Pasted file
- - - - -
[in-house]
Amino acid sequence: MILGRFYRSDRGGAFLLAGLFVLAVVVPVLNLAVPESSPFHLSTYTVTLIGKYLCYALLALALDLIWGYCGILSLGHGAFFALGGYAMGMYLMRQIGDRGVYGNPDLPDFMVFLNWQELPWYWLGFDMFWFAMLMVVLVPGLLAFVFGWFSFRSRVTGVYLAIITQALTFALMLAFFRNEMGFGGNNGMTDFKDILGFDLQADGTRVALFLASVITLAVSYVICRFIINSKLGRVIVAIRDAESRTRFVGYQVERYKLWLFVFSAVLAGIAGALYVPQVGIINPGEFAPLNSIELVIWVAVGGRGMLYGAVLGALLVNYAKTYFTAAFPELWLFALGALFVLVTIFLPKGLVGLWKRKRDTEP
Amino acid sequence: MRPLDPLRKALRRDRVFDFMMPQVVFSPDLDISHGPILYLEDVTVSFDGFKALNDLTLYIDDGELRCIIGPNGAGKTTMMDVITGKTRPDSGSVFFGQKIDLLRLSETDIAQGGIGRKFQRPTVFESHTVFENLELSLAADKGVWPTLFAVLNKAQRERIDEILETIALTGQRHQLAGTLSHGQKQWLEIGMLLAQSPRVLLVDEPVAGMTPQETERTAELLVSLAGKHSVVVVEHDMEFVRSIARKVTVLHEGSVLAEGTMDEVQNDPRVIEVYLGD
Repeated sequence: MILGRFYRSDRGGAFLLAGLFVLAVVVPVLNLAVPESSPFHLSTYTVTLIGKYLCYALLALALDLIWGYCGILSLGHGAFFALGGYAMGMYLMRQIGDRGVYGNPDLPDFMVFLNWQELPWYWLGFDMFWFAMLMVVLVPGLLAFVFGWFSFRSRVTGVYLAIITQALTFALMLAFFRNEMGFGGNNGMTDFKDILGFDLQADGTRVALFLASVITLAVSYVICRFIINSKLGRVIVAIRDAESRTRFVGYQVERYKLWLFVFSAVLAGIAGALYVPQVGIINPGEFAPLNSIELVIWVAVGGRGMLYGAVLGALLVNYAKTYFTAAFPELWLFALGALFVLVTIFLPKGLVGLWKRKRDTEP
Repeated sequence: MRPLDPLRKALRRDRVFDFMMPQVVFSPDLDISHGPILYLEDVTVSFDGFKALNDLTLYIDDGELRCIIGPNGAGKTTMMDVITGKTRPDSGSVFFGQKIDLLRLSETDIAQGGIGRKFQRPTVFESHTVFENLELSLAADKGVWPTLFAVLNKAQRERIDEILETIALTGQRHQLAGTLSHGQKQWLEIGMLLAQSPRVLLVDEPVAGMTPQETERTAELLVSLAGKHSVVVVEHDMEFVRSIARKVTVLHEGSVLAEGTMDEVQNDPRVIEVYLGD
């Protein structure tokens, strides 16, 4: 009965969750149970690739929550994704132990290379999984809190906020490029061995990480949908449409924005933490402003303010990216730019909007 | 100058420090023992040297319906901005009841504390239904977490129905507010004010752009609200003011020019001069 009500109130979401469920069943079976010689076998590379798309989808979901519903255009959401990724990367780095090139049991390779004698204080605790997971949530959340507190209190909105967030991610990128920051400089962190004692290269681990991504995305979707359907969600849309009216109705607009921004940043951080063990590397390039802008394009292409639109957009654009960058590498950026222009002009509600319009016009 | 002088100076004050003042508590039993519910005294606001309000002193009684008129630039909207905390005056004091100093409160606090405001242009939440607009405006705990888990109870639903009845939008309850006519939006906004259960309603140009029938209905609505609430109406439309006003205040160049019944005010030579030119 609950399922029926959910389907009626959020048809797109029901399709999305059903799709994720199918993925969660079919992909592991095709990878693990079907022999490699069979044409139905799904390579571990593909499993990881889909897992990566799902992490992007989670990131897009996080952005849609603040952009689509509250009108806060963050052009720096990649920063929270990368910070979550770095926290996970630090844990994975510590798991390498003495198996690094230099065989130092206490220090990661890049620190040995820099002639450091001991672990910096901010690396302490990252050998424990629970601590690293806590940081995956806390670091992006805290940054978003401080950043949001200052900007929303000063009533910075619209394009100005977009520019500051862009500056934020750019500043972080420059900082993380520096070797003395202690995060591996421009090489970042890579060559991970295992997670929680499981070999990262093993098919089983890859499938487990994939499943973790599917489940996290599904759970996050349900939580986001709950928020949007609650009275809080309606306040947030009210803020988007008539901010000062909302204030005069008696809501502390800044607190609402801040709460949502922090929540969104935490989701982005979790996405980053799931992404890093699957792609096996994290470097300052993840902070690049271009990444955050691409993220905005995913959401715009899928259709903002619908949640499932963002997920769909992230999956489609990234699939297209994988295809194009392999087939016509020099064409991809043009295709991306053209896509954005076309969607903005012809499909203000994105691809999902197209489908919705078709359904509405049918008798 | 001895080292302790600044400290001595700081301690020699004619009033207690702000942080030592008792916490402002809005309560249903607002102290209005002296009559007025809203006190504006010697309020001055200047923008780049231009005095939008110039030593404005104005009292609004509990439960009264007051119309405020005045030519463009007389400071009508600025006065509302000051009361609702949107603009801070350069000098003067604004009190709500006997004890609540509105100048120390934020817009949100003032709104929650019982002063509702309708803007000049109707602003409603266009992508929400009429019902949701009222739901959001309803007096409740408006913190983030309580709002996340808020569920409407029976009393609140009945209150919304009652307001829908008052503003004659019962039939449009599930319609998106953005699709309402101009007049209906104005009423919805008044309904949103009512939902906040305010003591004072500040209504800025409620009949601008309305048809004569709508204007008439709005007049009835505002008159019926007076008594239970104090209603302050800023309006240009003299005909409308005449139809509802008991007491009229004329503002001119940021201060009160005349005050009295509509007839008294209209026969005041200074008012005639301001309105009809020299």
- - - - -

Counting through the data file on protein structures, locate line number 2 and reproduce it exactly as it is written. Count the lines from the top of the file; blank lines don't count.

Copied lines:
Amino acid sequence: MILGRFYRSDRGGAFLLAGLFVLAVVVPVLNLAVPESSPFHLSTYTVTLIGKYLCYALLALALDLIWGYCGILSLGHGAFFALGGYAMGMYLMRQIGDRGVYGNPDLPDFMVFLNWQELPWYWLGFDMFWFAMLMVVLVPGLLAFVFGWFSFRSRVTGVYLAIITQALTFALMLAFFRNEMGFGGNNGMTDFKDILGFDLQADGTRVALFLASVITLAVSYVICRFIINSKLGRVIVAIRDAESRTRFVGYQVERYKLWLFVFSAVLAGIAGALYVPQVGIINPGEFAPLNSIELVIWVAVGGRGMLYGAVLGALLVNYAKTYFTAAFPELWLFALGALFVLVTIFLPKGLVGLWKRKRDTEP